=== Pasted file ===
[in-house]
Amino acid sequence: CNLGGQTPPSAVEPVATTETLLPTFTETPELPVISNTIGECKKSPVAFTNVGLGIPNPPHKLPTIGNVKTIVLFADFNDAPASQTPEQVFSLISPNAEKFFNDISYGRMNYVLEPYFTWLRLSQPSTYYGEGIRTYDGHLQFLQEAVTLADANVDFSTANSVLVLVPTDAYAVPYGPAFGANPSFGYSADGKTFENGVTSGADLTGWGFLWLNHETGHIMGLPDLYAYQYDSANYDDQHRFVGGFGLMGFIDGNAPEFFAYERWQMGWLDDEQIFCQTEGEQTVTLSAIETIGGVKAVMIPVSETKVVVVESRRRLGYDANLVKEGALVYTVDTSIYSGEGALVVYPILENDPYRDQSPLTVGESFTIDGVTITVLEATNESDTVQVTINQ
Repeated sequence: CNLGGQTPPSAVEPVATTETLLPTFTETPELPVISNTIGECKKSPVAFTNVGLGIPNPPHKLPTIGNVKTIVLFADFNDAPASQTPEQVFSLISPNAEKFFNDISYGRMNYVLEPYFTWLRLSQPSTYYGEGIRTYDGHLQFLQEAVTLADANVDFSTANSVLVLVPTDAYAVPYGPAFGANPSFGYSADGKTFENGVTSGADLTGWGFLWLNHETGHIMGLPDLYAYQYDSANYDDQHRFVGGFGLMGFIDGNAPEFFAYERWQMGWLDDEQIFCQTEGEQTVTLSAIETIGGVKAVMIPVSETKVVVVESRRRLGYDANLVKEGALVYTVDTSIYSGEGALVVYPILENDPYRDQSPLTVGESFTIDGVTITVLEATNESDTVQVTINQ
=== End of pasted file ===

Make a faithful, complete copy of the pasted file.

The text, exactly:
[in-house]
Amino acid sequence: CNLGGQTPPSAVEPVATTETLLPTFTETPELPVISNTIGECKKSPVAFTNVGLGIPNPPHKLPTIGNVKTIVLFADFNDAPASQTPEQVFSLISPNAEKFFNDISYGRMNYVLEPYFTWLRLSQPSTYYGEGIRTYDGHLQFLQEAVTLADANVDFSTANSVLVLVPTDAYAVPYGPAFGANPSFGYSADGKTFENGVTSGADLTGWGFLWLNHETGHIMGLPDLYAYQYDSANYDDQHRFVGGFGLMGFIDGNAPEFFAYERWQMGWLDDEQIFCQTEGEQTVTLSAIETIGGVKAVMIPVSETKVVVVESRRRLGYDANLVKEGALVYTVDTSIYSGEGALVVYPILENDPYRDQSPLTVGESFTIDGVTITVLEATNESDTVQVTINQ
Repeated sequence: CNLGGQTPPSAVEPVATTETLLPTFTETPELPVISNTIGECKKSPVAFTNVGLGIPNPPHKLPTIGNVKTIVLFADFNDAPASQTPEQVFSLISPNAEKFFNDISYGRMNYVLEPYFTWLRLSQPSTYYGEGIRTYDGHLQFLQEAVTLADANVDFSTANSVLVLVPTDAYAVPYGPAFGANPSFGYSADGKTFENGVTSGADLTGWGFLWLNHETGHIMGLPDLYAYQYDSANYDDQHRFVGGFGLMGFIDGNAPEFFAYERWQMGWLDDEQIFCQTEGEQTVTLSAIETIGGVKAVMIPVSETKVVVVESRRRLGYDANLVKEGALVYTVDTSIYSGEGALVVYPILENDPYRDQSPLTVGESFTIDGVTITVLEATNESDTVQVTINQ